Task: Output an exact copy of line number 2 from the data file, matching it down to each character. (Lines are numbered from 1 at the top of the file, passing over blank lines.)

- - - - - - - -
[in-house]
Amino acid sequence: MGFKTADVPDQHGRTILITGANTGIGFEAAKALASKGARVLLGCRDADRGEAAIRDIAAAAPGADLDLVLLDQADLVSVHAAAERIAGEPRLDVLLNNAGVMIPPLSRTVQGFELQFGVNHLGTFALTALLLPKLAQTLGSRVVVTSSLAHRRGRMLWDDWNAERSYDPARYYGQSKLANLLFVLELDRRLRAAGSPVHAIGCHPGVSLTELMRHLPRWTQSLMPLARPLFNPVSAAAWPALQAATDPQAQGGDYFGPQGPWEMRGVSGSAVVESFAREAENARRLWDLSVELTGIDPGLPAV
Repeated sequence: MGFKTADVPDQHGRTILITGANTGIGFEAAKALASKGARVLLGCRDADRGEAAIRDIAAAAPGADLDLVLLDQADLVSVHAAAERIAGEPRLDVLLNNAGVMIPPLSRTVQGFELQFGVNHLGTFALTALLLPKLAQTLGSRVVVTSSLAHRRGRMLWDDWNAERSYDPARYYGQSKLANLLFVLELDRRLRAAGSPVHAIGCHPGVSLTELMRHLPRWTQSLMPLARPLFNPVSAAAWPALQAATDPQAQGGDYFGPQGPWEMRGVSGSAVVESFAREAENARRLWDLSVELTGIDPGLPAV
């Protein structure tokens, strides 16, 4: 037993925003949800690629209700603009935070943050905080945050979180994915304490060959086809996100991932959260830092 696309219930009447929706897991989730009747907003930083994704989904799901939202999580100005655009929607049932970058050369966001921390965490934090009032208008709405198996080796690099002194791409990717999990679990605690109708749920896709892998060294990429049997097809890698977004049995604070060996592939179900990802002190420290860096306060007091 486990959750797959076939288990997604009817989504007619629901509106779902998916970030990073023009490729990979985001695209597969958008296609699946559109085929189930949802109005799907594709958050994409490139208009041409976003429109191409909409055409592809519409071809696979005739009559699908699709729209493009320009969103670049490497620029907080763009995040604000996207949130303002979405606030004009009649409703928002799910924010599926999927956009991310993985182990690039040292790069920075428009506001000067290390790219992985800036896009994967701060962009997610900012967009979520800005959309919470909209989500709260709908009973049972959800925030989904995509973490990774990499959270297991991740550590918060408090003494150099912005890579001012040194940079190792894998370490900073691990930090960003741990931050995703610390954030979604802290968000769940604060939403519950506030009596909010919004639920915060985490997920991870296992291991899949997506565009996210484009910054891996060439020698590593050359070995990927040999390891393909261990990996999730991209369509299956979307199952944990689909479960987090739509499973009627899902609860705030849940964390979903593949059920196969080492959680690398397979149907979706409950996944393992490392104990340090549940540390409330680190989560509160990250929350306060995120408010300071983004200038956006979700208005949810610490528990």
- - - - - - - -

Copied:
Amino acid sequence: MGFKTADVPDQHGRTILITGANTGIGFEAAKALASKGARVLLGCRDADRGEAAIRDIAAAAPGADLDLVLLDQADLVSVHAAAERIAGEPRLDVLLNNAGVMIPPLSRTVQGFELQFGVNHLGTFALTALLLPKLAQTLGSRVVVTSSLAHRRGRMLWDDWNAERSYDPARYYGQSKLANLLFVLELDRRLRAAGSPVHAIGCHPGVSLTELMRHLPRWTQSLMPLARPLFNPVSAAAWPALQAATDPQAQGGDYFGPQGPWEMRGVSGSAVVESFAREAENARRLWDLSVELTGIDPGLPAV